The Making of 'Guardians of the Bay'
In my last post, I told the story behind my painting Yesterday's Dreams, which was inspired by a vintage gas pump we saw on our last trip to Newfoundland.
Today I am sharing the creation story of another painting inspired by the same trip.
I took some artistic licence and combined two scenes into one that celebrates the beauty and grandeur of the rugged west coast of Newfoundland.
My photo of a tree growing from a rocky cliff was taken on the Port au Port peninsula near Stephenville, and my photo of large boulders was from Gros Morne National Park.
My painting began with a detailed pencil drawing on 300 lb watercolour paper.
I did some colour test swatches and selected four Sennelier paints for this project: Sennelier Red, Sennelier Yellow Deep, Phthalocyanine Blue, and Ultramarine Light. Every colour in the painting was mixed from these pigments.
With clear water, I dampened the watercolour paper where the sky would be, working right through the trees on the cliff and the mountains on the far shore. Then I painted horizontal strokes of greys and blues to simulate clouds with a bit of blue sky peeking through.
Once the sky dried, I mixed a neutral grey and painted the shadows on the cliff while I could see my pencil lines clearly. (Many artists would paint the rock colours first and the shadows second but I do the reverse.) I blurred the paint lines where needed with a second brush loaded with clear water.
I wet each boulder, one at a time, and painted graduated shadows to give the effect of spherical volume.
Using three different green mixtures, I painted the tree foliage, paying attention to placement of the light and dark shapes. This section turned out better than I hoped. I used to find general foliage masses exceedingly difficult, but I kept observing trees and practising painting them... for a few decades... and they gradually began to look more realistic.😁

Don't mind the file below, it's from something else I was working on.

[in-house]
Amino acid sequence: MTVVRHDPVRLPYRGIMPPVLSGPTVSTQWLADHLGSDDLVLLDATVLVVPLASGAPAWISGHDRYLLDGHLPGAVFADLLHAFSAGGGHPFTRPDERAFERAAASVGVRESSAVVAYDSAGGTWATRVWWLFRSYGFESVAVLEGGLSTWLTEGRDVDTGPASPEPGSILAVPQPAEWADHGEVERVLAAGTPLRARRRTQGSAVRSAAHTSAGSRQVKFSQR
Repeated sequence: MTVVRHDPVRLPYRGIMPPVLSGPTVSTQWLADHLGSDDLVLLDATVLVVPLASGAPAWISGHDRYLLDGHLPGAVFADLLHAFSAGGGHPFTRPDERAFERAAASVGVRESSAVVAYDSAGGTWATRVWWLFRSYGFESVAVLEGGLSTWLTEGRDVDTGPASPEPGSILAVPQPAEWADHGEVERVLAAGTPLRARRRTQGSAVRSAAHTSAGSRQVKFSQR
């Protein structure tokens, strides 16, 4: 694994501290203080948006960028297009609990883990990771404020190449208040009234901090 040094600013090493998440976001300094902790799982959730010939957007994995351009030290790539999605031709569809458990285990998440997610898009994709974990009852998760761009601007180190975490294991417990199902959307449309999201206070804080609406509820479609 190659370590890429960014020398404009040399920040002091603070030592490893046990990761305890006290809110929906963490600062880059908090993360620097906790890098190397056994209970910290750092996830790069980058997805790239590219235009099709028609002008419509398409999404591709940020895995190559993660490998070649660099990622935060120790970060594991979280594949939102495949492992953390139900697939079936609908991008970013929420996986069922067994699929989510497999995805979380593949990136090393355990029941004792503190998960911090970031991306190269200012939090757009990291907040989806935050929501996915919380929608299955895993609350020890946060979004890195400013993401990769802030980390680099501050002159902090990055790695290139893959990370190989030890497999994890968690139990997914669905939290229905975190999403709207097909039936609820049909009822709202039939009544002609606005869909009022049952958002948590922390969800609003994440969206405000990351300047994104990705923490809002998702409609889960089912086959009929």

Then I painted the tree trunks and golden tones of the cliff.
I added more tans and browns to the rock face, sprinkling some table salt on the larger masses to create a mineral effect. I did the same on the boulders. Once the salt dried I brushed it off.
I used a dull navy blue to paint the mountains on the far shore, making sure to keep the horizon (the top of the water) straight and level. Then I added the purple-grey undersides of the waves and let everything dry fully.
I added another layer of colour to deepen the mountains on the far shore. After that dried, I carefully placed the colours of the ocean in horizontal bands of blues and tans, in between the white foam tops of the waves (which were left the colour of the paper).
More details of cracks and shadows were added to the cliff face.
Once the ocean section was dry, I added the brown reflections in the lower right.
To complete the painting, I added more colour and texture to the cliff face, and painted stripes and deeper shadows on the boulders.
I titled the painting Guardians of the Bay (varnished watercolour on 12 x 12 inch panel). It took me six days to paint this scene, and it was acquired by a collector of my work before the paint was dry.
I always will have a soft spot for this artwork, as it captures wonderful memories of the summer we spent in Newfoundland.
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